A Student's Perspective on Contract Cheating

It’s easy for students these days to feel like they are drowning in tasks. College, and even high school workloads, can be completely overwhelming, and I have often felt like it is impossible for me to succeed.

Picture this: it’s 3 am. You’re sitting alone at a large table on the second floor of your university’s library, surrounded by piles of papers and textbooks so thick that you can no longer see the table. You are feeling a mixture of exhaustion, dread, panic, and fear. You have a final essay due in 5 hours, and you aren’t planning on getting any sleep. After this assignment is turned in, you plan to immediately work on your next essay on the to-do list. Overwhelmed? This scene is more common in an average college student’s life today than you might imagine.

Modern students are feeling this extreme pressure because they fear the worst: if they don't obtain good grades, they won't graduate, won't get a good job, and won't achieve their dreams. Enter: contract cheating. By paying third parties to complete their assignments for them, students are able to feel more at ease knowing they have one less thing on their plate and a greater potential for a passable grade.

Stressful high school and college environments are the ideal hunting grounds for contract cheating organizations. Targeting students at their most frazzled and vulnerable, these websites are strategic about both ad placement and content, making contract cheating look like a very attractive offer.

Though the majority of students do not participate in contract cheating, this problem still has a major effect on an institution’s student body as a whole. The abundance of contract cheating in higher education calls into question the validity of thousands of degrees that have been awarded throughout the past few years across hundreds of institutions. Did these students truly earn these degrees through their own hard work? Most students spend upwards of four years working tirelessly to earn their degrees: paying for an expensive tuition, neglecting their social lives, essentially living at the library, and pulling all-nighters, all for the sake of earning that coveted piece of paper. The tens of thousands of hours of work put in by these students can, in an instant, become nothing but wasted time when another student is able to earn the same degree by paying someone else to do their work. To me, this is not just bothersome, but clearly, an injustice that has been ignored and avoided for too long.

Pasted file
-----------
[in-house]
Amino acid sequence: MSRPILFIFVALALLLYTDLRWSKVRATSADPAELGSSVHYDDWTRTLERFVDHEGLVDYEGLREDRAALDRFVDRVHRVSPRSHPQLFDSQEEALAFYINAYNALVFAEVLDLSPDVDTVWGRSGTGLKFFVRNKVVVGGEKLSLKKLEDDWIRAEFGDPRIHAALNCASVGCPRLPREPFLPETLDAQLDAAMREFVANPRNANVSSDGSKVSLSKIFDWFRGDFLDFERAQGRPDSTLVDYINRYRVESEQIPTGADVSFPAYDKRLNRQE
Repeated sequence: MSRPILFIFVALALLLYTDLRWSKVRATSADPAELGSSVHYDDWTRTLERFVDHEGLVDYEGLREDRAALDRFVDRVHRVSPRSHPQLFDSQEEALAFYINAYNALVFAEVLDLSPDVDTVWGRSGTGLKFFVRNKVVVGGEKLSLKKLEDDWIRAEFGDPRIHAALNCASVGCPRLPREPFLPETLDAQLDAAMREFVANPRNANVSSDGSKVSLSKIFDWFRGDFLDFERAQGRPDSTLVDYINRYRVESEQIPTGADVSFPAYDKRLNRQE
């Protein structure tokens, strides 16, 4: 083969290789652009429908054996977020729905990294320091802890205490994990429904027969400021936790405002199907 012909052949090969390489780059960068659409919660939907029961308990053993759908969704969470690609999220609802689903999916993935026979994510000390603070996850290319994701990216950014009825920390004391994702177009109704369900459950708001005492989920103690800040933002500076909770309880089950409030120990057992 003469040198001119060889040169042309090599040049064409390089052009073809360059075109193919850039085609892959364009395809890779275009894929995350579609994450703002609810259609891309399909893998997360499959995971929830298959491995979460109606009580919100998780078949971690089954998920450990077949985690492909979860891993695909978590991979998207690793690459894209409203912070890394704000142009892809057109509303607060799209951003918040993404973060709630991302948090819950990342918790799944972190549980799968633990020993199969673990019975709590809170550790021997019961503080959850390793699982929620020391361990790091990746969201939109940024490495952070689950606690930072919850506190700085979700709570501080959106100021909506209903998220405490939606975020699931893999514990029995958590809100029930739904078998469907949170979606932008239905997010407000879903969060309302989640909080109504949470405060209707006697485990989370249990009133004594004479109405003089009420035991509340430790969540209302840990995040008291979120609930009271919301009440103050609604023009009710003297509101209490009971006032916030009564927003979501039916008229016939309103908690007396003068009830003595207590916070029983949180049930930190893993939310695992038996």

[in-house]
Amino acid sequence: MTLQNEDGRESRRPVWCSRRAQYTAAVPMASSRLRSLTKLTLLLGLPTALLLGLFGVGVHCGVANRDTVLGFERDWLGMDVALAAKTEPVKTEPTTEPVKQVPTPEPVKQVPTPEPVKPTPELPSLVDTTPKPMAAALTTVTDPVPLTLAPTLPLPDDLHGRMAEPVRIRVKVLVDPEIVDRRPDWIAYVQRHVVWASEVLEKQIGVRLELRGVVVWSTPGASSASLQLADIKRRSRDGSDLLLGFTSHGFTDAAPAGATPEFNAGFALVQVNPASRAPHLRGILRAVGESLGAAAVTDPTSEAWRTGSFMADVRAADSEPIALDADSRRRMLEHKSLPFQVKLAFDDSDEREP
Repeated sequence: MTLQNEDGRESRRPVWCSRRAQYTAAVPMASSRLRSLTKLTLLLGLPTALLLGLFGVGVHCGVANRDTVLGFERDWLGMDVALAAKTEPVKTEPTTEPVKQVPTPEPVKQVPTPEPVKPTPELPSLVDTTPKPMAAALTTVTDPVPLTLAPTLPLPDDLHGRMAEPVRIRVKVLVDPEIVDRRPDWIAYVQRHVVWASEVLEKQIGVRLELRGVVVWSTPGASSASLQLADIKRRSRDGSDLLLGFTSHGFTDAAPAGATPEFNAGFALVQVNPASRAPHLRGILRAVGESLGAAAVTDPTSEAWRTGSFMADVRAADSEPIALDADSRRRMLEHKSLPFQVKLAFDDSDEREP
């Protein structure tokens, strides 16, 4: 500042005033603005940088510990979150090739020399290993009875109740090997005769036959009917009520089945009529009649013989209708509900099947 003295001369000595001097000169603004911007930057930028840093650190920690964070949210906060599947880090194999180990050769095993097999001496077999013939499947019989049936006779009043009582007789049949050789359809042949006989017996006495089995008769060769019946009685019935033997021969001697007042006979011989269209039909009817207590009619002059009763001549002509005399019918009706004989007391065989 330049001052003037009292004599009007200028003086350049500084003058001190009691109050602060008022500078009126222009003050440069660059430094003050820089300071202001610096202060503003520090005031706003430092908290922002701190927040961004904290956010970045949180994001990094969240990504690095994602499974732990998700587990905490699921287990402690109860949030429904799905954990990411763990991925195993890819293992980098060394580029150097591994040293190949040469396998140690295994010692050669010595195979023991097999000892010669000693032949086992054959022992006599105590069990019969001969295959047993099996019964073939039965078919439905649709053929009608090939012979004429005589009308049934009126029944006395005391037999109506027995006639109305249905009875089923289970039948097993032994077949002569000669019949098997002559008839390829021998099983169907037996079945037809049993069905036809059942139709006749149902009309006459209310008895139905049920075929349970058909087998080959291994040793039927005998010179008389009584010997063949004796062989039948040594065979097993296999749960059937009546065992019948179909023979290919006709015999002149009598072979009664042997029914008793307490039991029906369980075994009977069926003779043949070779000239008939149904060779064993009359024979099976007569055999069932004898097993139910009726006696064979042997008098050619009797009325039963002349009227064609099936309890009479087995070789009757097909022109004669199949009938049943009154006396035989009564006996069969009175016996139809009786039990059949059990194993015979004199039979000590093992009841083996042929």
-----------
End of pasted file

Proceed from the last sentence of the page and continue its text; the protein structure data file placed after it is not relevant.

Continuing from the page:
Students: Your education is a privilege. Millions of people around the world would give their lives for this right that we are lucky enough to have, and it’s time we take it seriously. We have the opportunity to change the world with this knowledge, and I see it as our responsibility to do so to the best of our abilities. I know that getting an education is not always easy, but asking for help when we feel the most defeated is the bravest and most rewarding strategy for success. Use the resources gifted to you: professors, TA’s, tutors, mental health centers, and so many more. By utilizing this support, we can take charge of our education and set ourselves up for successful and happy experiences in school.

Parents: Whether or not you realize it, your child is likely being affected by the issue of contract cheating. Support them in every way you can; by being understanding and empathetic, you can show your children that you believe in them, even when they don’t believe in themselves.

Educators: You have the immeasurably important job of educating the youth that will one day be our scientists, our nurses, our teachers, and our leaders. Make your classroom and your office a safe space for questions, and let your students know it’s ok to not always understand. The resources and environment you create for your students will be critical in shaping their educational experience; so make it count.

High school and university are never easy journeys, and no one makes it through without their fair share of scrapes and bruises. However, with the right resources, a strong support system, and a little bit of self-confidence, we can come out the other side with a wealth of new knowledge, ready to take on the world. It’s important to remember when contract cheating seems like the only option: you’re only cheating yourself. Tuition is more than just paying for a seat in a lecture hall and a grade at the end of the semester. Don’t just pay for the grade: truly invest in the knowledge and in your own future.

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Written By: Whitney Boswell, a former Turnitin Intern

Student at University of California, Santa Barbara

Studying Cultural Anthropology and Women, Culture, and
Development 

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